Lotus Elan

Electric Fuel Pump

PostPost by: sk178ta » Fri Oct 08, 2004 4:32 pm

I see much correspondence re. fitting an electric fuel pump. Is this instead of the mechanical pump or is it additional to give it a hand?
Jim
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PostPost by: steveww » Fri Oct 08, 2004 4:42 pm

Instead of ;)
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PostPost by: type36lotus » Fri Oct 08, 2004 5:19 pm

Yep, instead of. Then you get a nice alloy blanking plate for where the mechanical fuel pump was.
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PostPost by: pereirac » Fri Oct 08, 2004 10:11 pm

Silly question, but what's the advantage of an electrical fuel pump?
Carl

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87 Excel SE
97 Alpina B10

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PostPost by: type26owner » Fri Oct 08, 2004 10:37 pm

None really. Quite risky to run without an inertial cutoff switch in case of a rollover or the driver is incapacitated. Worst thing that the mechanical pump can do is rupture the diaphram and fill the crankcase with fuel. Some engines (my old '53 Chevy 216) have been destroyed from a slight leak and it thins out the oil enough to wipe out the oil fed bearings. If the oil level ever goes up or reeks of gasoline that's a clue! ;)

The new mechanical pump I installed but out 5.5 psi at idle. Decided to install a fuel pressure regulator to drop the pressure exerted on the Weber float valves to 2.5. Their technical literature requires it be from 1.5 to 3.5 psi.

However, if you're looking to lighten the car by every ounce then the jackshaft can be lopped off just past the middle bearing journal and the rear bearing shell rotated to block off the oil gallery. You're a real racer then. :D

Hey Steve, love the new picture!
-Keith
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PostPost by: bill308 » Fri Oct 08, 2004 10:48 pm

Jim,

I much prefer an electric fuel pump. I've had one fitted to my Elan for years and my carb 308 has one fitted stock.

An electric pump will keep the fuel cooler (no heat soak from the block), aids starting as the bowls can be filled prior to turning the motor, maintains more consistent pressure, helps prevent vapor lock, aids in diagnosing some engine problems, and even provides the ability to drain the fuel tank if necessary. I fit mine with a fuse and dash mounted toggle switch. Just make sure you fit one that can supply the recommended fuel pressure. Alternatively, you can fit a higher pressure one but then need a fuel pressure regulator fitted in line to the carbs.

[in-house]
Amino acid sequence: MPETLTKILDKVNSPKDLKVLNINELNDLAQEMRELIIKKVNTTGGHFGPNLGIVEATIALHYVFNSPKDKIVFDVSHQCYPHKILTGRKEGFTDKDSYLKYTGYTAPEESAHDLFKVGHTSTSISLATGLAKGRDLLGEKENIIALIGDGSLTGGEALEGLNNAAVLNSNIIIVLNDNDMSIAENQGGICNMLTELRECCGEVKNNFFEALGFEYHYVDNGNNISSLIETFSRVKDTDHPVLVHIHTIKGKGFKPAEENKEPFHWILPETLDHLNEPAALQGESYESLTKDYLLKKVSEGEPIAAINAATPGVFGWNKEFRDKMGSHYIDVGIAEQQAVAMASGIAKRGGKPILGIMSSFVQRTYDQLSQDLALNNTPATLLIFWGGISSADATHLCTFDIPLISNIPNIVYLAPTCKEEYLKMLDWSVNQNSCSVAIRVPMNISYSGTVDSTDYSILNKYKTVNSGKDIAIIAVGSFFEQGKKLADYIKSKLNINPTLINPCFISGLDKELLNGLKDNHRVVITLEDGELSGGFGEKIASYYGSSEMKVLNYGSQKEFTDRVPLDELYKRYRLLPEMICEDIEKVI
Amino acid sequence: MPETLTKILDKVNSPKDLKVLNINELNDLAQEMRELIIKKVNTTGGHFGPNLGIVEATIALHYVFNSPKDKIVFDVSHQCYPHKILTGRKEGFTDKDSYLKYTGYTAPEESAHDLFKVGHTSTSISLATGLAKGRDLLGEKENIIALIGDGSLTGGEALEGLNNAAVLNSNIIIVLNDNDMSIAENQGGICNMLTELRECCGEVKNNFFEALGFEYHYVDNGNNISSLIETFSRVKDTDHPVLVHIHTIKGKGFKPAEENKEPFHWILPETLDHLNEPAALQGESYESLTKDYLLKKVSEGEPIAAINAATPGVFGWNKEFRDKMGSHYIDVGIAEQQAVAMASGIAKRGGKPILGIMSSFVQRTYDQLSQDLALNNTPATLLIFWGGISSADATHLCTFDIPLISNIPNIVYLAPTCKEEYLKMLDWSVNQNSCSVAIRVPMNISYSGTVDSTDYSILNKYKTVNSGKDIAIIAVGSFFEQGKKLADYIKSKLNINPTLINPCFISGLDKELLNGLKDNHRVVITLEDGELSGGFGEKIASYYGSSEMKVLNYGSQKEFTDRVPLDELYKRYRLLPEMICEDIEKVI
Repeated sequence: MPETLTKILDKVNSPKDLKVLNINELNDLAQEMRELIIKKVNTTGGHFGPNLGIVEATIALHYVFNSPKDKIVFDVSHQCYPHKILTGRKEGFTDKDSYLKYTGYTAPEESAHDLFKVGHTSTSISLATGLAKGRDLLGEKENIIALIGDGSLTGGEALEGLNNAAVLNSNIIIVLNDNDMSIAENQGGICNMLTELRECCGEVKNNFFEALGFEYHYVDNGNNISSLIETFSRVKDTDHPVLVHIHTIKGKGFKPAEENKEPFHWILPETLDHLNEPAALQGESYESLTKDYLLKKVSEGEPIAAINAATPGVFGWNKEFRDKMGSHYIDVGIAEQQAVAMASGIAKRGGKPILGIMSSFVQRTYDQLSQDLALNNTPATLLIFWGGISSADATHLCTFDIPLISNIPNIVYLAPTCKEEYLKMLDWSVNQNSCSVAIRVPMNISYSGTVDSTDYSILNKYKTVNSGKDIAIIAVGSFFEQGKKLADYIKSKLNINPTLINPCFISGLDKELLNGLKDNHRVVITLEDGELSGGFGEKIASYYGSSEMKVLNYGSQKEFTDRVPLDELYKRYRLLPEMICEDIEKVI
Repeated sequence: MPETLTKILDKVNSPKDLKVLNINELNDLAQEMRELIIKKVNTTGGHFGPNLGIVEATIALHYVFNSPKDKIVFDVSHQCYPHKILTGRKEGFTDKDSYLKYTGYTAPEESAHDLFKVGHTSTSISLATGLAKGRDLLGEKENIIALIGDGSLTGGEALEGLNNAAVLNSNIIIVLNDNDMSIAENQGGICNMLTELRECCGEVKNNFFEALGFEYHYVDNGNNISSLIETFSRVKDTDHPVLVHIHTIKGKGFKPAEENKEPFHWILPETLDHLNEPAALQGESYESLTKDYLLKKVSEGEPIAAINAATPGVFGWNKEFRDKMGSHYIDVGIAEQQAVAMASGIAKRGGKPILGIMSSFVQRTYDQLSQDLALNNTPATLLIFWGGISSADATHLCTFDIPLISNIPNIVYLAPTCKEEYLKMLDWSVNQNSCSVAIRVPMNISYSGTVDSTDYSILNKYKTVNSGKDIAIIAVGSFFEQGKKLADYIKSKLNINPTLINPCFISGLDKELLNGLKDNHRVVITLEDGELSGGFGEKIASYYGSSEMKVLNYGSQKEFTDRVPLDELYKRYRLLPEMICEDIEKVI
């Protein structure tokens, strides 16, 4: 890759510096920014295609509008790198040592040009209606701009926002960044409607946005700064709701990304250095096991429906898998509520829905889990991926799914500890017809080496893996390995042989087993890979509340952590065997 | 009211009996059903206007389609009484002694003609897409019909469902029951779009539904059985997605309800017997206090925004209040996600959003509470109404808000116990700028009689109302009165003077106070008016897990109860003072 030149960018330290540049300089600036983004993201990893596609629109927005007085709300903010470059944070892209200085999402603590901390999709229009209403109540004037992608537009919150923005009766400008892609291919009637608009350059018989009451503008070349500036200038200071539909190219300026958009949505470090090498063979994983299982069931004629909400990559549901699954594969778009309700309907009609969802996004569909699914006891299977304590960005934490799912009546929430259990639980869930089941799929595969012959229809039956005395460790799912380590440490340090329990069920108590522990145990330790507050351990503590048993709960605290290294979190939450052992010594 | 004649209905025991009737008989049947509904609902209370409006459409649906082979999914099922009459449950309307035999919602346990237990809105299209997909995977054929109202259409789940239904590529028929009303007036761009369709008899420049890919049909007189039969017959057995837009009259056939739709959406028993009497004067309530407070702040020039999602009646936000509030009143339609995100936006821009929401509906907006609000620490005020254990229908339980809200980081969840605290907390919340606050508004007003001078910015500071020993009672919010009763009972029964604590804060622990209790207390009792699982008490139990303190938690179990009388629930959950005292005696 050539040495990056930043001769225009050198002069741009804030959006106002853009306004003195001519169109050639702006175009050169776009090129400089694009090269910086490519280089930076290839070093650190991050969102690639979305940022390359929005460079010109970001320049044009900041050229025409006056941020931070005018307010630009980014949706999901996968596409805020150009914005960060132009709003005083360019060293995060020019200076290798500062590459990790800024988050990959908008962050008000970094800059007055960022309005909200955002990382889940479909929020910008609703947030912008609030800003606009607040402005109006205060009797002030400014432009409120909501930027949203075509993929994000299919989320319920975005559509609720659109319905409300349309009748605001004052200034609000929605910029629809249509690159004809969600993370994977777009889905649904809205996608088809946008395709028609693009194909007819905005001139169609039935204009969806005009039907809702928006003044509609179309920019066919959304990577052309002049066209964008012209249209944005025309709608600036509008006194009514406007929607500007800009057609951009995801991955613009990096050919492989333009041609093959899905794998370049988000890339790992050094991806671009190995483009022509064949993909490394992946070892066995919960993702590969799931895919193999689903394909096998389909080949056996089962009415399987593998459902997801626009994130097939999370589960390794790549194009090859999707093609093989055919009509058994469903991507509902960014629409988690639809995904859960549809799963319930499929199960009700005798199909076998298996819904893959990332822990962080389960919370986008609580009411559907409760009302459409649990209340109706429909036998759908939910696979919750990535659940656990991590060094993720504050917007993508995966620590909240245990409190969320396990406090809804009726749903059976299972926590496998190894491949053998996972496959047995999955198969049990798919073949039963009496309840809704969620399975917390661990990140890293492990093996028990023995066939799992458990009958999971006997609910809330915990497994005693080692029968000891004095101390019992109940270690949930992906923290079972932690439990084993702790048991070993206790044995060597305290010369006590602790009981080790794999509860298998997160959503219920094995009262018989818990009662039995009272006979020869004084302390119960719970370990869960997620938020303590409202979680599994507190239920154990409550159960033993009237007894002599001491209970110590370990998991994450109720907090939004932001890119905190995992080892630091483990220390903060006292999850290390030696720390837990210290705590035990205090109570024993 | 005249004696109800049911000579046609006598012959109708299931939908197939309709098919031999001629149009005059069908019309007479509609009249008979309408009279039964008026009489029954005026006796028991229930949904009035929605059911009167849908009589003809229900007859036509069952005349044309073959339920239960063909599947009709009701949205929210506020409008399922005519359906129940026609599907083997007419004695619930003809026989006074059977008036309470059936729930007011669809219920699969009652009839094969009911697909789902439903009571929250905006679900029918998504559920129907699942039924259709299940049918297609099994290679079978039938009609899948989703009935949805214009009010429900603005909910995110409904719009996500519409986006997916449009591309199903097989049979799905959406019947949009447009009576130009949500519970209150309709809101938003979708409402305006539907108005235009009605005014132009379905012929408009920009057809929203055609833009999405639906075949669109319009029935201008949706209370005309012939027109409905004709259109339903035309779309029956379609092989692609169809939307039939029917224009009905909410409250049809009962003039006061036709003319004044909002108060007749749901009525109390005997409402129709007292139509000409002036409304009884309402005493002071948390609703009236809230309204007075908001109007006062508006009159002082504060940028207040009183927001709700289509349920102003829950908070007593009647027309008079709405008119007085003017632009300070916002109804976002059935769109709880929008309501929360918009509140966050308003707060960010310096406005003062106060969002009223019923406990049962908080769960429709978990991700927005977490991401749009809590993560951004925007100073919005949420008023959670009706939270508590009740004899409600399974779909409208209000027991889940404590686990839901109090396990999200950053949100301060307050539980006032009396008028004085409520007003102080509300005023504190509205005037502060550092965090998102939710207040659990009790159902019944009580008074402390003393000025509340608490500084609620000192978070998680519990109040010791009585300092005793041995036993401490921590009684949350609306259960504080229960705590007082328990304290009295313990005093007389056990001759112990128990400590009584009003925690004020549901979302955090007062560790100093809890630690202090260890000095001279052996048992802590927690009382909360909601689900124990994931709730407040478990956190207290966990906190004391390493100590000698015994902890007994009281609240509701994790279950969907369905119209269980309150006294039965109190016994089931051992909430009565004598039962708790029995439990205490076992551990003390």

Bill
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PostPost by: type36lotus » Mon Oct 11, 2004 12:30 pm

As type26owner states, you really should need have a inertia cutoff switch. I got mine from Bean. I don't really recall the exact cost, but I don't think it was excessive. And certainly better than self immolation in an accident due to a running fuel pump.
Mike Geiger
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PostPost by: Flydlbee » Mon Feb 07, 2005 9:07 pm

I have had an electric fuel pump for many years. Main advantage is that it eliminates starting problems caused by vapour lock. Generally there is easier starting because you can prime the car properly. I have also fitted a make-an- break switch under the dash, and an LED on the "break" terminal so that I know when the pump is off. This actually saved the car when there was an attempt to steal it: it was found a quarter of a mile away.

I only had one failure with the old SU pump, which was fixed in five minutes at the roadside. Eventually I could not replace it with another SU, and bought some American device that runs continuously and noisily, and has let me down badly once.

I had to have an electric pump after I bought a "racing" engine complete with a sawn-off camshaft.
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PostPost by: Hamish Coutts » Tue Feb 08, 2005 12:34 pm

If you decide to fit an electric fuel pump make sure you place a fuel filter in line between the pump and fuel tank. It's amazing how much crud is in the tank.

I fitted a Facet red top without a filter and had no end of bother with the pump stopping after an hours driving or so. Read the pump manual, fitted a filter and it hasn't stopped since.

Got the pump from Demon Tweaks along with a "nice alloy blanking plate". Works fine now.

Hamish.
"One day I'll finish the restoration - honest, darling, just a few more years....."
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